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Forest Service to continue free camping on river at Blankenship

Hungry Horse News | May 10, 2021 10:56 AM

The U.S. Forest Service said Monday it will continue to allow dispersed camping at a gravel bar along the Middle Fork of the Flathead River this summer at Blankenship, despite a neighbor petition with more than 200 signatures opposing it.

In a news release, the Forest Service said staff from the Hungry Horse-Glacier View Ranger District "observed large numbers of campers at Blankenship southwest last year and listened to concerns from the public about this use."

The Forest Service said it "did not observe levels of permanent or irreversible resource damage associated with camping that would warrant emergency actions such as changing access or closing it to camping at this time. Additionally, contacts made at the site throughout last season generally reflected a positive experience from users. This summer, we will provide portable toilets, maintain signs to educate users of regulations, and patrol the area for resource damage and compliance."

Earlier this year, Blankenship residents petitioned the Forest Service to close down the camp, which requires no fee but has a three-night stay limit.

"The risk of catastrophic wildfire emanating from illegal campfires and fireworks of overnight campers, as well as the difficulty of an effective response by a fire department to a wildfire, mandate this request," the neighbors said in an online petition. "In addition, the overnight camping has resulted in large amounts of human waste washing into the Flathead River and Flathead Lake each spring. The current use of this Wild and Scenic River site for camping is a serious threat to our forest, homes and properties."

As many as 40 to 50 campers were at the site nightly last summer. Many neighbors also saw the camping as contrary to the Wild and Scenic Rivers Act.

Flathead National Forest Supervisor Kurt Steele saw it differently.

"Last year the Flathead National Forest was privileged to provide the public a great place for outdoor recreation, and we are excited to provide that diversity of opportunity again this year," Steele said in a statement. "As a public agency, our job is to provide for a diverse range of recreational opportunity for the American people that want to enjoy their outdoors, including those underrepresented, nature-deprived communities. While I understand the increased use we are seeing across the Forest is a difficult change for some people, I believe any chance we can connect the American people to the outdoors on their public lands is positive.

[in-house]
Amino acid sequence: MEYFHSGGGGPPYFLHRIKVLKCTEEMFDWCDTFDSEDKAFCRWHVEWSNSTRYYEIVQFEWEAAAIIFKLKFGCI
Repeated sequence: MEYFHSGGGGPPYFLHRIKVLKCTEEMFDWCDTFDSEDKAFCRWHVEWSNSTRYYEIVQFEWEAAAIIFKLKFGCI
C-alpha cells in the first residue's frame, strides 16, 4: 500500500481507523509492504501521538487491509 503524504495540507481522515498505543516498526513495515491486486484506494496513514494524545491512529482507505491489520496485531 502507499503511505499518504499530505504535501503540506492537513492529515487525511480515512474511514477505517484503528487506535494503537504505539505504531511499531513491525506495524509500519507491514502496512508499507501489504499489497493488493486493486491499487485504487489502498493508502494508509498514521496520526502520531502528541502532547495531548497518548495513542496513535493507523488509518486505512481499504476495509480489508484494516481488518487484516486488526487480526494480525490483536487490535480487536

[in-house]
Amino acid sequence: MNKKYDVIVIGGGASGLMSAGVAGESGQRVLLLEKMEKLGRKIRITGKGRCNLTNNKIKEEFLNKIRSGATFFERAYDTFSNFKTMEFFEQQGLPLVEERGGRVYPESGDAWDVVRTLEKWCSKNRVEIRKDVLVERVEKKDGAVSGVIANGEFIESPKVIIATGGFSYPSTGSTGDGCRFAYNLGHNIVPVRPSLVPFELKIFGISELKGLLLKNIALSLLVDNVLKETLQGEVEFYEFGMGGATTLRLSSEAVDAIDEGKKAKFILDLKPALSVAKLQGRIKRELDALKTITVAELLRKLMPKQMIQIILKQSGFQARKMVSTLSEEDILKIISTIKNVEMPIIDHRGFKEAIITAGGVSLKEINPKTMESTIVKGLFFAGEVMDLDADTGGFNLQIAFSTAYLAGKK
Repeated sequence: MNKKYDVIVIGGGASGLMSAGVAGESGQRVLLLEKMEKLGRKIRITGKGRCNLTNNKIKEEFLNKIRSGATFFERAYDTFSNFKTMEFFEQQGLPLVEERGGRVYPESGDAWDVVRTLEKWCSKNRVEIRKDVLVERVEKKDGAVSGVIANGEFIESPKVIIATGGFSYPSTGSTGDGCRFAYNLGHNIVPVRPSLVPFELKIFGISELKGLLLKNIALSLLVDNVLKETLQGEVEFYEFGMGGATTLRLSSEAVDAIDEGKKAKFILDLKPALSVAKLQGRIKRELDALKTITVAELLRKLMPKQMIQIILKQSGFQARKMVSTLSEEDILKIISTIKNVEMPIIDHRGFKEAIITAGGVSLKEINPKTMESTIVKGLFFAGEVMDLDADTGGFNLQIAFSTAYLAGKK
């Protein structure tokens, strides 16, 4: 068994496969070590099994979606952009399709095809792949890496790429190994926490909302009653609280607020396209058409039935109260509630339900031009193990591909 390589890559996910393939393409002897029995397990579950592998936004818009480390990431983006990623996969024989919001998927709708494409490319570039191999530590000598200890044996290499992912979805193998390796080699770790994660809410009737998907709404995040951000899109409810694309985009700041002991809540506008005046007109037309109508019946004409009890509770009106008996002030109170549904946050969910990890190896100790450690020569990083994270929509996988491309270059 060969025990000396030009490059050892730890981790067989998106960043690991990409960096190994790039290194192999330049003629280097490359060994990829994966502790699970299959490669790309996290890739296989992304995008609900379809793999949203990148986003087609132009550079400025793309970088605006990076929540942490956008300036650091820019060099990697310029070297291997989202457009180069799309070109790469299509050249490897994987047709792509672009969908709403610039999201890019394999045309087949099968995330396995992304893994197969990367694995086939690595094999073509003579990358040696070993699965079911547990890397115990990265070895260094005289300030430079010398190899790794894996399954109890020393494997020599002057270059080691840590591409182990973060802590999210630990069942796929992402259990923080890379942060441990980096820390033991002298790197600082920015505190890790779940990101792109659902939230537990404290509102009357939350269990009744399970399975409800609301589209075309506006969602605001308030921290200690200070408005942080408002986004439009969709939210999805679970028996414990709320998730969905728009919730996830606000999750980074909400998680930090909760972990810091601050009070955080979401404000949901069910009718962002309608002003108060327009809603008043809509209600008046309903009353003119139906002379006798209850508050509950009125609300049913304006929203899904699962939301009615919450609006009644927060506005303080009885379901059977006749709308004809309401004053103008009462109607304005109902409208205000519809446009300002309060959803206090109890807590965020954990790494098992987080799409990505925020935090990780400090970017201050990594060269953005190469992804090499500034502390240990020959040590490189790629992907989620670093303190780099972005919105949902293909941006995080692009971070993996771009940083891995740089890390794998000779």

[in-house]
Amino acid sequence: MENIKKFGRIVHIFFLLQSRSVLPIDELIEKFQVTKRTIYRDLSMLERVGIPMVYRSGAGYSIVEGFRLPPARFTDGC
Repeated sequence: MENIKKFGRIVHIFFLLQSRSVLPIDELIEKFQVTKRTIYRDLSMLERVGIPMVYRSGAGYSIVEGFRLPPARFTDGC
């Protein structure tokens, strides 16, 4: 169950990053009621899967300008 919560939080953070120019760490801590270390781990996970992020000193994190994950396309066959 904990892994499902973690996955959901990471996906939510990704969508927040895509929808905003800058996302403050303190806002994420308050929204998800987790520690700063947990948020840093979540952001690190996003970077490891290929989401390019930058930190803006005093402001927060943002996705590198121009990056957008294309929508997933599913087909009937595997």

"Our recreational staff are working hard to find ways to provide and encourage safe opportunities for recreational users in as a sustainable way as possible," he continued. "We are fortunate here on the Flathead National Forest that we have areas like the Bob Marshall Wilderness Complex that can provide people solitude if they are seeking it, to areas in our front-country like Blankenship where we should expect to see more concentrated public use. I ask that people respect all the legal uses that provide users from all walks of life the unique, diverse recreational experiences they deserve."

Steele also noted that long-term management of the Blankenship site and all segments of the Three Forks of the Flathead Wild and Scenic River are currently under review in the Flathead Comprehensive River Management Plan.

That plan hasn't seen much work since 2019 after it ran out of funding. More funding has been secured, however, and more public meetings and debate are expected to take place this fall when a draft plan is expected to be released.